‘A police massacre’: Colombian officers killed 11 during protests against police violence, report finds

Colombian police were responsible for the deaths of 11 protesters during anti-police protests that swept the capital in September 2020, according to a report published on Monday after an independent investigation backed by the mayor of Bogotá’s office and the United Nations.

“It was a police massacre,” wrote Carlos Negret, a former ombudsman of the South American country who led the investigation, in the scathing and lengthy report published on Monday. “A decisive political and operational leadership, based on rights, was needed at national and local levels to avoid this happening.”

Protests swept Bogotá and the suburb of Soacha in September last year, after footage went viral that showed police officers pinning down and tasering a father of two who had been detained for breaking Covid restrictions. “Please, no more!,” he can be heard begging in the clip. He died shortly later from injuries sustained in custody.

The incident was compared to the police killing of George Floyd in Minneapolis in May 2020, footage of which also went viral and triggered widespread protests.

Ordoñez’s death prompted protests which were met by a violent response by police officers who used “less-lethal” rounds, billy clubs and teargas while protesters set dozens of police kiosks ablaze across the city. Alongside 14 protesters killed – 11 of whom were killed by police – hundreds of demonstrators and officers were injured.

Most of the deaths occurred in poorer neighbourhoods of the city, leading investigators to conclude in Monday’s report that “there exists a criminalization of poverty by the state forces, which unleashed authoritarian and illegal actions against residents of certain social sectors.”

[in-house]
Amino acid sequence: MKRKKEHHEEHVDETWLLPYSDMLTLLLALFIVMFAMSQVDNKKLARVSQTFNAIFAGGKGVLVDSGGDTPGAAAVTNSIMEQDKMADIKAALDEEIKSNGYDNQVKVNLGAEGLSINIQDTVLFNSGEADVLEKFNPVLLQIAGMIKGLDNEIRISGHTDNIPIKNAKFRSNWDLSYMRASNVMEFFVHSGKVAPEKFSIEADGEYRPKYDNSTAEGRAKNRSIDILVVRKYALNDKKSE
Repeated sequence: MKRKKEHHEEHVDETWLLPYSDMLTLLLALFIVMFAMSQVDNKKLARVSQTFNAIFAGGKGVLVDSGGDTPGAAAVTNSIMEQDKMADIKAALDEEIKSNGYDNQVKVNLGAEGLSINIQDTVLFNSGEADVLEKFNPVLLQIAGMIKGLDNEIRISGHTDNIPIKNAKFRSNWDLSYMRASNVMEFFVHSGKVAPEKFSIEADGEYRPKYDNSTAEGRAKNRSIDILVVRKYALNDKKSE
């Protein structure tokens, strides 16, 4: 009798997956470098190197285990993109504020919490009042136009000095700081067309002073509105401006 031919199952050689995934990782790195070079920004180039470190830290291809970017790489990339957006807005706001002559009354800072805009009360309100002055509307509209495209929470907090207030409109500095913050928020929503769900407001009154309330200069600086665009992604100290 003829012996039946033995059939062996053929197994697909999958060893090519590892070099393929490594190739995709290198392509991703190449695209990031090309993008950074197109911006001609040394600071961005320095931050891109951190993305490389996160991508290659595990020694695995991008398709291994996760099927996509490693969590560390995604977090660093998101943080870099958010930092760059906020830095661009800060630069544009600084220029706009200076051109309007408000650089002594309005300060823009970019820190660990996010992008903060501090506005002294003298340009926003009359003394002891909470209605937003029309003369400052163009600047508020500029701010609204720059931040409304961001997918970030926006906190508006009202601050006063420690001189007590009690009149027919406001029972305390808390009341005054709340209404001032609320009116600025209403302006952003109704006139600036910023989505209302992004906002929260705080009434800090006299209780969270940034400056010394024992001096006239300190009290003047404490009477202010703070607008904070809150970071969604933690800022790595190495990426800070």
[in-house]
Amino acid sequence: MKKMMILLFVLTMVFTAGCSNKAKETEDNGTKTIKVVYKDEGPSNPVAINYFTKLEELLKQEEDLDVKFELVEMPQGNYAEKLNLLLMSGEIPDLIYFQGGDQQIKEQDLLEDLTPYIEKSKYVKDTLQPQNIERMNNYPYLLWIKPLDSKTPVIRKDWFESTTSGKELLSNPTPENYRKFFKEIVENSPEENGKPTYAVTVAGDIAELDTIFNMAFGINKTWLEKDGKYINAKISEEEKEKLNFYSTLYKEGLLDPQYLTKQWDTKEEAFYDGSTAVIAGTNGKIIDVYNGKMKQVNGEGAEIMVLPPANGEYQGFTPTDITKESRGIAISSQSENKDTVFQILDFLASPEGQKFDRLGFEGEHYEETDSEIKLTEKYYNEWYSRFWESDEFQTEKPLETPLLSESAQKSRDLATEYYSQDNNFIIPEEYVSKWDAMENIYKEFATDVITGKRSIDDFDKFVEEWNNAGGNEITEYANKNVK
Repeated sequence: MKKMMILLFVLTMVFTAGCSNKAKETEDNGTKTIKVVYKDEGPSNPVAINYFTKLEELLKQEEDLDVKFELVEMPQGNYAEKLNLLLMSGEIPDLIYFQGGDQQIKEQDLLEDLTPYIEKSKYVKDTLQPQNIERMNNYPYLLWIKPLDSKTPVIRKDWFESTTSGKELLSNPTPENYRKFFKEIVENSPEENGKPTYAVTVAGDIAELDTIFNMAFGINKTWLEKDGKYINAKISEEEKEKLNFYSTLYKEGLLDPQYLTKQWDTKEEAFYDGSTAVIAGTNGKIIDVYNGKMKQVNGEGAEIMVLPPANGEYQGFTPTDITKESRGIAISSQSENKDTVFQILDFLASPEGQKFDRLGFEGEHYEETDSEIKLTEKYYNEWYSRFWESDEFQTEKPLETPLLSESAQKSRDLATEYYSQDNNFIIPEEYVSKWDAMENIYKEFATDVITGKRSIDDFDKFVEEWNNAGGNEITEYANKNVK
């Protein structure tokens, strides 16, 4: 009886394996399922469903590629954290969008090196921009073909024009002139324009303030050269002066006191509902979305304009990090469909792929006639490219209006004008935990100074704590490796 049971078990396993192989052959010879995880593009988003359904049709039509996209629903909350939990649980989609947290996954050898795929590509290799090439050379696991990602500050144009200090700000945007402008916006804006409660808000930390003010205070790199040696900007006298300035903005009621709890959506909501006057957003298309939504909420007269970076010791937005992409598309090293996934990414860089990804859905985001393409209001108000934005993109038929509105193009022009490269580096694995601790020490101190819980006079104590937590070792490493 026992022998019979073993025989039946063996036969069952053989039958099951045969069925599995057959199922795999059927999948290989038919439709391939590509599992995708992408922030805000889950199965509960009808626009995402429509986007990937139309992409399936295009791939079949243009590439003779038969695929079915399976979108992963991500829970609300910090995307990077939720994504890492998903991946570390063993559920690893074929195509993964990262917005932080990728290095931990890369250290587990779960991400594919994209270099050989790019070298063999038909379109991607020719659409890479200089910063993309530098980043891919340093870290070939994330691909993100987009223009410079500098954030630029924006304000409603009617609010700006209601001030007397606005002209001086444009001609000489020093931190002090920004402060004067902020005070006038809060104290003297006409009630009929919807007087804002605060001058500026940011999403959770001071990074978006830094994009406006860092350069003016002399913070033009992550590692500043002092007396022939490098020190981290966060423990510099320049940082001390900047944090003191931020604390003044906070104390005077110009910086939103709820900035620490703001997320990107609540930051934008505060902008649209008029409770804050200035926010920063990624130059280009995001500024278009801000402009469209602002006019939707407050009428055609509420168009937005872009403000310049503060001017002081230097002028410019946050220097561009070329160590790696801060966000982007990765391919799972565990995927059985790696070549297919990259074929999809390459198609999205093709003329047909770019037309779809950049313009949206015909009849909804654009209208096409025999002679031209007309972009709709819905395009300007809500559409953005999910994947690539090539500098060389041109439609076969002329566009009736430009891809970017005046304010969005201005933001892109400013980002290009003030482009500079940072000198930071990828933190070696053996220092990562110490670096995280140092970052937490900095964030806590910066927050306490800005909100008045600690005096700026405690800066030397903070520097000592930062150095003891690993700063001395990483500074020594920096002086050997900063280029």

“The most representative and generalized practice during these days of protest was the illicit use of force on the part of members of the national police,” the report found. “This investigation concludes that the national police openly abandoned the principles of proportionality.”

The investigation was carried out at the request of Bogotá’s mayor, Claudia López, and was supported by the UN development program.

“Who should assume political responsibility?” asked López in a response included in the report. “Me, to begin with, but also the police and president [Iván Duque].”

At the time of the protests, López called on Duque to calm the police, who answer to the defense ministry. The president had painted protesters as “urban terrorists”, borrowing talking points from the country’s decades-long civil war against leftist insurgents.

Alejandro Lanz, co-director of Temblores, a local police violence watchdog, said the report showed systemic failures in the justice system which have allowed responsible police officers to escape prosecution and punishment.

“The most worrying thing is that the vast majority of police officers involved in the massacre still patrol the streets of our city,” said Lanz. “It’s surprising that only four police officers have been charged, and only one of them has been deprived of their liberty, and that is just under house arrest.”

“It’s extremely alarming to see the difference in how the attorney generals’ office and the justice system behaves in cases when the police are the presumed perpetrators, and when it is people that have participated in protests,” Lanz went on to say.

Protests in Colombia continue to be met by police violence. In April this year, the police response to nationwide anti-poverty demonstrations was similarly brutal, with at least 20 people killed by police officers in the ensuing months of unrest, according to Human Rights Watch.

“The response of the state was characterised by an excessive and disproportionate use of force, in many cases, including lethal force,” Inter American Commission on Human Rights president Antonia Urrejola said during a press conference in July.

source: theguardian.com